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Guest blog: financial abuse 'counts' as domestic abuse

(59 Posts)
KateMumsnet (MNHQ) Thu 09-May-13 12:41:11

In today's guest blog Polly Neate, Chief Executive of Women's Aid, writes about the impact of financial abuse on survivors of domestic violence - and argues that the introduction of Universal Credit will leave more women vulnerable.

Let us know what you think - and if you blog about this, don't forget to leave your URL on the thread.

"Many people don't realise that financial abuse 'counts' as a form of domestic violence. But it's very common - and can be one of the first types of domestic violence experienced, as the abuser begins to control his partner.

Financial abuse is a way of gaining the power and control which underpins all domestic violence, and can lead to other types of abuse. But the loss of financial independence can make a woman feel unable to leave her relationship, precisely because she lacks the financial means to do so.

It tends to unfold over time, and can take many different forms, such as:

* Not 'allowing' the woman to work or have an independent income.

* Giving a woman who is forced to stay at home or is a stay-at-home mother a very strict allowance, making her account for everything she has spent, and ask every time she needs money.

* The woman being forced to work - with the abuser perhaps taking her to and from work, and keeping her income, with all household funds going into his account.

* Forcing the woman to take out loans and credit cards that she can't afford to pay back.

* Forcing a woman to obtain money by illegal means.

In circumstances where the abused woman has been forced to take out loans in her name for her abusive partner, this can lead to very serious debt. If a woman is pressurised into stealing and other criminal acts to get money for the abusive partner, obviously the consequences can be very serious - and the threat of discovery can be another reason not to leave. But in all cases, the erosion of self esteem and independence is deeply damaging.

The abuse can begin under the guise of being looked after - 'I'll look after that, you don't need to worry'. Sometimes, to younger women or those who feel vulnerable, already have financial worries or lack confidence in managing money, this can be an attractive prospect. But as things develop, they start to feel trapped and desperate.

Women's Aid is currently particularly concerned about the introduction of Universal Credit, which will mean one monthly payment per family to one person. The government's intention is for victims of domestic abuse to be exempt - but 'split payments', where the payment is divided between partners, can only be granted as an exception. In Women's Aid's experience of working with domestic violence, just asking for a split payment could put a woman at increased risk of abuse from a violent and abusive partner. There is a serious risk that an unintended consequence of Universal Credit will be to make financial abuse easier for the perpetrator.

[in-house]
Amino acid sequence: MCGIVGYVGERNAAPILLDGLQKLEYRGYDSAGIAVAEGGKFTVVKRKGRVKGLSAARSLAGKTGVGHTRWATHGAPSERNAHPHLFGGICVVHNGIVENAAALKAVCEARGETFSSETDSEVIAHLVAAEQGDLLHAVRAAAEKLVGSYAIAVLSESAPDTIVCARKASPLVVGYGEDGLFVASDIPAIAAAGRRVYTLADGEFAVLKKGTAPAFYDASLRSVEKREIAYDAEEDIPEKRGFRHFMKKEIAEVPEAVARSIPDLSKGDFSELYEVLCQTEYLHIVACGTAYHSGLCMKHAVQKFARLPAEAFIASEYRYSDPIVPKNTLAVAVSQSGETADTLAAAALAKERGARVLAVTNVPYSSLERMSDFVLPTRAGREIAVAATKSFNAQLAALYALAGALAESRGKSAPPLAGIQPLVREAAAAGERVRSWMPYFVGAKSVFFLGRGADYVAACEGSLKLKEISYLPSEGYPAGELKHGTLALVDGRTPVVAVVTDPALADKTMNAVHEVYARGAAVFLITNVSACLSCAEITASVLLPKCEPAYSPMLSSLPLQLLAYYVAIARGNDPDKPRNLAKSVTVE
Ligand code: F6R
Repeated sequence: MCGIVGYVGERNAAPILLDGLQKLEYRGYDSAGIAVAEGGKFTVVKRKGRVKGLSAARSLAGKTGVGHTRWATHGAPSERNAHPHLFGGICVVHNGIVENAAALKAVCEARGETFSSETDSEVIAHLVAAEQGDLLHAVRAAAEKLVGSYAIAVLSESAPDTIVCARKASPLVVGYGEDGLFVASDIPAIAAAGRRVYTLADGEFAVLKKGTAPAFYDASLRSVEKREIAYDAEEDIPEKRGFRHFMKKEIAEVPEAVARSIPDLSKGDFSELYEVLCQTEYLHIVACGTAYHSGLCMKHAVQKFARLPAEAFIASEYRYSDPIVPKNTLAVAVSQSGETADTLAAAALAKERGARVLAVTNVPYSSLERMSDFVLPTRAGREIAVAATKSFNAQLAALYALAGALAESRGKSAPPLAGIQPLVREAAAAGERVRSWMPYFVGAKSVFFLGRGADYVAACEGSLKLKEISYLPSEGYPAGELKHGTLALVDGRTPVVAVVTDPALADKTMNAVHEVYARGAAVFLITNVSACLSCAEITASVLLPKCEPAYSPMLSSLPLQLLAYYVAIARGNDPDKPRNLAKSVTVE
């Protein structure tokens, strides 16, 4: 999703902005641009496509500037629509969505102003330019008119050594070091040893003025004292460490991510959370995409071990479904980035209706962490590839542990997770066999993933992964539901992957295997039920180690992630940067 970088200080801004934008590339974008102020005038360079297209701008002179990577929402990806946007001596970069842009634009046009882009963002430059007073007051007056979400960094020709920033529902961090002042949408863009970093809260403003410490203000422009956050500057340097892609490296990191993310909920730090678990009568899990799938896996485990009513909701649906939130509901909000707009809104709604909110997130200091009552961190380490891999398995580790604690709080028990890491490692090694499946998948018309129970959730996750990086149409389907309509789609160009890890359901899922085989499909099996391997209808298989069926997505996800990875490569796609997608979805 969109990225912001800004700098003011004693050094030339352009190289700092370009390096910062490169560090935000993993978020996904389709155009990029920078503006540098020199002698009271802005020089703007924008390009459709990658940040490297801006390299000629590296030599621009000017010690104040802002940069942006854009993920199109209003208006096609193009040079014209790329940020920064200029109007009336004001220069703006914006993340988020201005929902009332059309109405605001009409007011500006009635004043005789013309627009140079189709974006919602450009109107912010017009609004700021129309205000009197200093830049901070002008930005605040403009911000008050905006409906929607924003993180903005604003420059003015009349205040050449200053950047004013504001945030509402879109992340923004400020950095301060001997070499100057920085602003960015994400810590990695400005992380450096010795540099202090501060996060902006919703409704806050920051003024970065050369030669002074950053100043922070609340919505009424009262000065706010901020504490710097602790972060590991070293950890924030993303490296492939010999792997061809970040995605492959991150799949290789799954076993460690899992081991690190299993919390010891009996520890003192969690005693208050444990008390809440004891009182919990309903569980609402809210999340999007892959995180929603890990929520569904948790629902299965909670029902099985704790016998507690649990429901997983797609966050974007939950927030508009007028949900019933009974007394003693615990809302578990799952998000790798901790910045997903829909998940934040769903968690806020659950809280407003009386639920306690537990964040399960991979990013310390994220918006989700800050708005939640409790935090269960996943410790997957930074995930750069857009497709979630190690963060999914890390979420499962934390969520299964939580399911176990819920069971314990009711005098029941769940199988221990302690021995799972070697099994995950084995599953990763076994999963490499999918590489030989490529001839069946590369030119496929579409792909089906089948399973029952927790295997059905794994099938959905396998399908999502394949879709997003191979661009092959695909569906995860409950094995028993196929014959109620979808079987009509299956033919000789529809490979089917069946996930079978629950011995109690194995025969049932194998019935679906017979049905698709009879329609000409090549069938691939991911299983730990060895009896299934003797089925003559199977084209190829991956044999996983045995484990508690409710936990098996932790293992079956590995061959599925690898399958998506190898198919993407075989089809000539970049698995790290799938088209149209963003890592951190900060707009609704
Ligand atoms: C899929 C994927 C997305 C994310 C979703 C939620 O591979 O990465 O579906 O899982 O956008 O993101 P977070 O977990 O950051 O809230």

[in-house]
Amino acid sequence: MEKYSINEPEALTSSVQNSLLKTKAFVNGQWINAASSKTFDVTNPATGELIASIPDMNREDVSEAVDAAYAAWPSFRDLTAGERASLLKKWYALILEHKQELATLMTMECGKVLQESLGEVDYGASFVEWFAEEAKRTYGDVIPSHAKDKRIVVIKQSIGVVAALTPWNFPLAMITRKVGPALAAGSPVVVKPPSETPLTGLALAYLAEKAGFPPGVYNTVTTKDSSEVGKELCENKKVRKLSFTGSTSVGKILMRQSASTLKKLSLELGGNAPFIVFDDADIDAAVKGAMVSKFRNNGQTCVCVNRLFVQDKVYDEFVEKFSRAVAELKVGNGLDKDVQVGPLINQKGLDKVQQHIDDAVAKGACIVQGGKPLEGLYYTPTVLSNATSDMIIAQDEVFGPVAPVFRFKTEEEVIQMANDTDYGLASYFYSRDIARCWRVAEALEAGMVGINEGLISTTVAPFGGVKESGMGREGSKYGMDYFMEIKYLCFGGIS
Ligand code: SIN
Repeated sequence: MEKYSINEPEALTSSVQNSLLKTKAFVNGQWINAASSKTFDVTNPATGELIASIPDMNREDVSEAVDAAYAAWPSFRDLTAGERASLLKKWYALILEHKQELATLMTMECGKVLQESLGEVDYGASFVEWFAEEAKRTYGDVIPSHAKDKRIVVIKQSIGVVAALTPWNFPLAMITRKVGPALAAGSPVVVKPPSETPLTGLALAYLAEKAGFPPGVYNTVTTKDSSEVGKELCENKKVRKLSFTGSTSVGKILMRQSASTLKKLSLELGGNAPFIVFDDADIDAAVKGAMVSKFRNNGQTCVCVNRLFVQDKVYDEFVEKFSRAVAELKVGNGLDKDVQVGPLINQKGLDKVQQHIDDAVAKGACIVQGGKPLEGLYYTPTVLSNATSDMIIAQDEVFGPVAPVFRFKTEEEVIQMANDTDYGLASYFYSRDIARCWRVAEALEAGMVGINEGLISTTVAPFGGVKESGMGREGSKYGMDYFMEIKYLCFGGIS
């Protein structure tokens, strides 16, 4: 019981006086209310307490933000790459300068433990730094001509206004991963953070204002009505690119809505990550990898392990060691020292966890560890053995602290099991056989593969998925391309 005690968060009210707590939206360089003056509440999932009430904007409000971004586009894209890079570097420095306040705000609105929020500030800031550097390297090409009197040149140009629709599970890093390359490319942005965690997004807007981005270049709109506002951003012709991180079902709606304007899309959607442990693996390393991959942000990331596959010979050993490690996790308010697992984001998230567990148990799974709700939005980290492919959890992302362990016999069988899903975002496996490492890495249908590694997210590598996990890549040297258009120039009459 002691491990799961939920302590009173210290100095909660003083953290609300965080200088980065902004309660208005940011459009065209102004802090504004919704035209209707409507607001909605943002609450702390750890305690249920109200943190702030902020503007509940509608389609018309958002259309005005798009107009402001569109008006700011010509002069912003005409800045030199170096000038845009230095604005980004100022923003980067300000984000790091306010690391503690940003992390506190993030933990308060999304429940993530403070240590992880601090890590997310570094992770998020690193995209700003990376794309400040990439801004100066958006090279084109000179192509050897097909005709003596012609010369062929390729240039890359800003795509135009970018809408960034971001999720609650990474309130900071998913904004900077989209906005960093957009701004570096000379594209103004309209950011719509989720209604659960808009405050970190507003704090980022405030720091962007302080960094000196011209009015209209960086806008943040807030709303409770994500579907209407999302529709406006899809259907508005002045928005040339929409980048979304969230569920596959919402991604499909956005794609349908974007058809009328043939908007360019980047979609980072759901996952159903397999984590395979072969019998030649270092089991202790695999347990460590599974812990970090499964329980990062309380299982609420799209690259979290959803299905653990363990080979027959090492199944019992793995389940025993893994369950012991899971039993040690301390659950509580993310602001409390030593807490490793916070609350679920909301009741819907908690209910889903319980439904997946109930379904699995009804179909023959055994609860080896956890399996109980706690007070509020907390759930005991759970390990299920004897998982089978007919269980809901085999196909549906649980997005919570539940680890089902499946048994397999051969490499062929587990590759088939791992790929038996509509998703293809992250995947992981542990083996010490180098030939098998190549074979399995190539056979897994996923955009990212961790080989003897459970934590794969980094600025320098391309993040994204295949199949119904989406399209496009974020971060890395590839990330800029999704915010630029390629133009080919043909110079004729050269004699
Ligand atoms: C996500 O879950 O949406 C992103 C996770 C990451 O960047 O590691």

But financial abuse is by no means limited to those who are claiming benefits - it's just as likely to happen to women who are professionals, or stay-at-home mothers with a high household income. For example, a stay-at-home mother's money could be closely monitored and her spending decisions judged, even if they have no financial difficulties. If she's the breadwinner, she may be forced to put all her money into an account which her partner can access, and which may be spent on high value items, gambling or alcohol/drugs - while she is permitted to spend little of her own money. She may also be threatened that if she ever leaves him, he will empty their savings and she will be left with nothing.

Women's Aid has produced materials with finance professionals at moneyadviceplus called DAME (Domestic Abuse Money Education) to help women deal with the financial difficulties in which they can find themselves after the abuse, including identifying whether any offences have been committed or what their means of reparation might be. But very often, there will be none.

If you or someone you know is experiencing domestic violence, go to Women's Aid to receive support and information from our free Survivor's Handbook, which has sections on all elements of domestic violence including financial abuse, and how to make a safety plan if you are thinking of leaving."

I agree completely with the blog except in one respect.

I am in a position of watching a friend be financially abused by his wife.

Some recognition that it can go the other way would have been nice.

Lweji Thu 09-May-13 15:03:28

Yes, partner instead of woman. smile

SamWidges Thu 09-May-13 15:08:05

Financial abuse after the relationship/marriage has broken down is also a problem. My situation is that I am divorcing my husband, we have 2 kids and he has not paid ANYTHING in over a year. I have just started to get the CSA involved but their formulae mean that he'll pay very little of his take home pay as a percentage (15 per cent as only one of our children is under 18 now)...certainly not enough to ease the financial nightmare that we have been struggling through.

Also, the costs involved in divorcing him have been through the roof because he has not co-operated at any point and I have had to resort to my solicitor more often than would have been necessary if he had been anything like a decent human being. Another more subtle form of financial abuse....

If I was a man who was suffering abuse and I read that blog I would be gutted and feel like my abuse did not matter.

Is that really the message WA want to send out?

Am feeling quite angry now.

TwoFourSixOhOne Thu 09-May-13 15:42:56

Ffs do we really have to have a 'what about the menz' discussion on a thread about the abuse of women?